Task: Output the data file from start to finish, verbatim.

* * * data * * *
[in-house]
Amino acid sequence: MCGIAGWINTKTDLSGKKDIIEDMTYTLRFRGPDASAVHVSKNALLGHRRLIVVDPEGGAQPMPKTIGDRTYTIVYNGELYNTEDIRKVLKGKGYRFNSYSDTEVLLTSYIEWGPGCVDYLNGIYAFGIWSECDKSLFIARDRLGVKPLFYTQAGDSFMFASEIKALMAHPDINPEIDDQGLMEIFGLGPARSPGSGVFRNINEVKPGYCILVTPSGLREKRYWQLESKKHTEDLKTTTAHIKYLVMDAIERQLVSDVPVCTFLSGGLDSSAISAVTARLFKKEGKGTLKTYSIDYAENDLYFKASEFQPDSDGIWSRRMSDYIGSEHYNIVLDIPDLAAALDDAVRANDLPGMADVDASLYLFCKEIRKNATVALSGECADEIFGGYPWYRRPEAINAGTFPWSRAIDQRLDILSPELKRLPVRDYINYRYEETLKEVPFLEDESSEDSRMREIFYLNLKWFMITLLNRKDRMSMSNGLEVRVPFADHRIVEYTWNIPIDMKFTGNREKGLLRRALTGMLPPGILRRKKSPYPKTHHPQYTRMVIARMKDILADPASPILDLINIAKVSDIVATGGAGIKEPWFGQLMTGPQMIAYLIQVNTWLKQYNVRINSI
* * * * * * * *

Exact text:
[in-house]
Amino acid sequence: MCGIAGWINTKTDLSGKKDIIEDMTYTLRFRGPDASAVHVSKNALLGHRRLIVVDPEGGAQPMPKTIGDRTYTIVYNGELYNTEDIRKVLKGKGYRFNSYSDTEVLLTSYIEWGPGCVDYLNGIYAFGIWSECDKSLFIARDRLGVKPLFYTQAGDSFMFASEIKALMAHPDINPEIDDQGLMEIFGLGPARSPGSGVFRNINEVKPGYCILVTPSGLREKRYWQLESKKHTEDLKTTTAHIKYLVMDAIERQLVSDVPVCTFLSGGLDSSAISAVTARLFKKEGKGTLKTYSIDYAENDLYFKASEFQPDSDGIWSRRMSDYIGSEHYNIVLDIPDLAAALDDAVRANDLPGMADVDASLYLFCKEIRKNATVALSGECADEIFGGYPWYRRPEAINAGTFPWSRAIDQRLDILSPELKRLPVRDYINYRYEETLKEVPFLEDESSEDSRMREIFYLNLKWFMITLLNRKDRMSMSNGLEVRVPFADHRIVEYTWNIPIDMKFTGNREKGLLRRALTGMLPPGILRRKKSPYPKTHHPQYTRMVIARMKDILADPASPILDLINIAKVSDIVATGGAGIKEPWFGQLMTGPQMIAYLIQVNTWLKQYNVRINSI